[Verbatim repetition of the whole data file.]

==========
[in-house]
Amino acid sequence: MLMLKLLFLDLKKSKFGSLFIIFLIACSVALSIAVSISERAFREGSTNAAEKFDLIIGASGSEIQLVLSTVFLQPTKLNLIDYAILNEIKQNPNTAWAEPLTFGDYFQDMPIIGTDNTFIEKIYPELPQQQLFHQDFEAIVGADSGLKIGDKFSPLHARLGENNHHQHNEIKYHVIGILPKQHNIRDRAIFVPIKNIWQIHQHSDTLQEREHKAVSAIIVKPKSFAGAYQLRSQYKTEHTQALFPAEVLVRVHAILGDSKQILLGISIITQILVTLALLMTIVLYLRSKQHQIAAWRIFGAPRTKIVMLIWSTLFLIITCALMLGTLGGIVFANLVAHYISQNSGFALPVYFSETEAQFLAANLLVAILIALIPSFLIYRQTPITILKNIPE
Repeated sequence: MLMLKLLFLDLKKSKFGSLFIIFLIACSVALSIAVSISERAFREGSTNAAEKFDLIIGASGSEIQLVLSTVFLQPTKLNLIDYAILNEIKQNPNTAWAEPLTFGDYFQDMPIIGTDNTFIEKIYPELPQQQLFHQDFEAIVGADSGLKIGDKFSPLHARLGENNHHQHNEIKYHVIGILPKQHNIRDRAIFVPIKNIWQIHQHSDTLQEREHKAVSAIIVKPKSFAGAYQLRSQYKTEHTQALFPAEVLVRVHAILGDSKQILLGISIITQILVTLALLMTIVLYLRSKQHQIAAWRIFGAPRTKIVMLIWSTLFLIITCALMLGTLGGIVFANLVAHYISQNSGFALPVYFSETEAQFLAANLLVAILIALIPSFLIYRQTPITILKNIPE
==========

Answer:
[in-house]
Amino acid sequence: MLMLKLLFLDLKKSKFGSLFIIFLIACSVALSIAVSISERAFREGSTNAAEKFDLIIGASGSEIQLVLSTVFLQPTKLNLIDYAILNEIKQNPNTAWAEPLTFGDYFQDMPIIGTDNTFIEKIYPELPQQQLFHQDFEAIVGADSGLKIGDKFSPLHARLGENNHHQHNEIKYHVIGILPKQHNIRDRAIFVPIKNIWQIHQHSDTLQEREHKAVSAIIVKPKSFAGAYQLRSQYKTEHTQALFPAEVLVRVHAILGDSKQILLGISIITQILVTLALLMTIVLYLRSKQHQIAAWRIFGAPRTKIVMLIWSTLFLIITCALMLGTLGGIVFANLVAHYISQNSGFALPVYFSETEAQFLAANLLVAILIALIPSFLIYRQTPITILKNIPE
Repeated sequence: MLMLKLLFLDLKKSKFGSLFIIFLIACSVALSIAVSISERAFREGSTNAAEKFDLIIGASGSEIQLVLSTVFLQPTKLNLIDYAILNEIKQNPNTAWAEPLTFGDYFQDMPIIGTDNTFIEKIYPELPQQQLFHQDFEAIVGADSGLKIGDKFSPLHARLGENNHHQHNEIKYHVIGILPKQHNIRDRAIFVPIKNIWQIHQHSDTLQEREHKAVSAIIVKPKSFAGAYQLRSQYKTEHTQALFPAEVLVRVHAILGDSKQILLGISIITQILVTLALLMTIVLYLRSKQHQIAAWRIFGAPRTKIVMLIWSTLFLIITCALMLGTLGGIVFANLVAHYISQNSGFALPVYFSETEAQFLAANLLVAILIALIPSFLIYRQTPITILKNIPE